Keeping vehicles on the road longer than expected takes planning, and requires a good PM strategy.
Now, more than ever, fleet managers need to keep an eye on the bottom line, optimizing efficiencies, cutting costs, and dealing with the uncertainty brought about by global supply issues.
The elephant in the room, of course, is the global chip shortage, and how it affects new-vehicle availability.
“We’re telling all our customers to order as soon as the order banks are open,” says Jennifer Chapman, Account Executive at LeasePlan Canada and Foss National Leasing Canada.
“Normally, customers wait until they see the pricing, and then they get budget approval. Our recommendation is to order as soon as possible to secure as much allocation as you can get, because there are likely going to be shortages.”
And just because you place an order for 50 vehicles, Chapman explains, doesn’t mean you’re going to get all 50. “We know that allocations have been reduced,” she adds, “and we know allocations will be going, first of all, to the dealers to replace their inventory.”
But before supply is restored, and fleets can start placing orders, fleet managers will need to figure out the best way to stretch the use of their current assets. Rather than cycling out older vehicles, as may have been the plan before the pandemic, fleets need to keep their current vehicles in service until ordering new vehicles is possible again.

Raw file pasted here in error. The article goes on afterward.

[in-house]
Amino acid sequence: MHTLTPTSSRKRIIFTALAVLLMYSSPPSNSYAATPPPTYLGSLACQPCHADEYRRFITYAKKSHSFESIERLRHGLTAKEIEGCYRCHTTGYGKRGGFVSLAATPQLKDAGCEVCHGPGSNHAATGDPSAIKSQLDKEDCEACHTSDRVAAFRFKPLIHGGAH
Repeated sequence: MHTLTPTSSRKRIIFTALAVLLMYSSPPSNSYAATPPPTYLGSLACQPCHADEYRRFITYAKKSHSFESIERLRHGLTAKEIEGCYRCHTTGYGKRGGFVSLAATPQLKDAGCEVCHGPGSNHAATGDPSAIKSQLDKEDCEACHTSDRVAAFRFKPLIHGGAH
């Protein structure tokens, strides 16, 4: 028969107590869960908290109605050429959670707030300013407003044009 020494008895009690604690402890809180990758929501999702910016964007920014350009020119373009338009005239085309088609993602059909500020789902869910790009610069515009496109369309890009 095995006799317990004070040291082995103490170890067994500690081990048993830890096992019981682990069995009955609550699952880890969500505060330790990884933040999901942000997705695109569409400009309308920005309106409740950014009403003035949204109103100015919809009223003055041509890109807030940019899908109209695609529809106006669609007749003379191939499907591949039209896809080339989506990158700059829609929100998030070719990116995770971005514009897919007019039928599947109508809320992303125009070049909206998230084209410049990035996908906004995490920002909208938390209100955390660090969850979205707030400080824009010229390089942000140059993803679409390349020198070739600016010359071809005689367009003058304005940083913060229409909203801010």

Ed Powell, Manager, Business Intelligence & Analytics at ARI stresses the importance of preventive maintenance. “The healthier your fleet going [into this pandemic], the better off you are,” he explains.
“So the clients who have invested the right amount of time and effort into preventive maintenance compliance, and the consistency with which they’re receiving PM services, they’re going to be able to weather this a little bit more. It’s never too late to start making [PM] a priority. So if you’re in the position of having to extend lifecycles on assets to a level you typically wouldn’t, PM on those vehicles becomes even more critical to ensure that they’re safe, and that you’re minimizing the risk of failure as much as possible.”
Another key piece of the puzzle is asset allocation. In other words, you’ll want to make sure each vehicle on your fleet is being used optimally. To help you do so, Sasha Arasteh, e-Mobility Services Manager for Shell Fleet Solutions, the Americas recommends harnessing the power of telematics.
“With our Vehicle Utilization Report, fleet managers can really dive into the data,” Arasteh explains.
“So they might see that vehicle 123, for example, is being used 20% more than vehicle 456. Both vehicles might be doing the exact same job in the same geography or the same area. Or maybe it’s even the same job site. That means you can reallocate resources by using one vehicle a little bit more than the other. By taking these measures, you can then reduce the amount of downtime you’re going to see with maintenance.
“The Vehicle Utilization Report ranks your top five and bottom five vehicles on a per week basis. Then, you can take that weekly information and look at it from a trends perspective to really make that well-informed decision, and use that as a true solution for maximizing fleet efficiency.”
ARI’s Powell explains how vehicles maintenance has a direct impact on fleet efficiencies.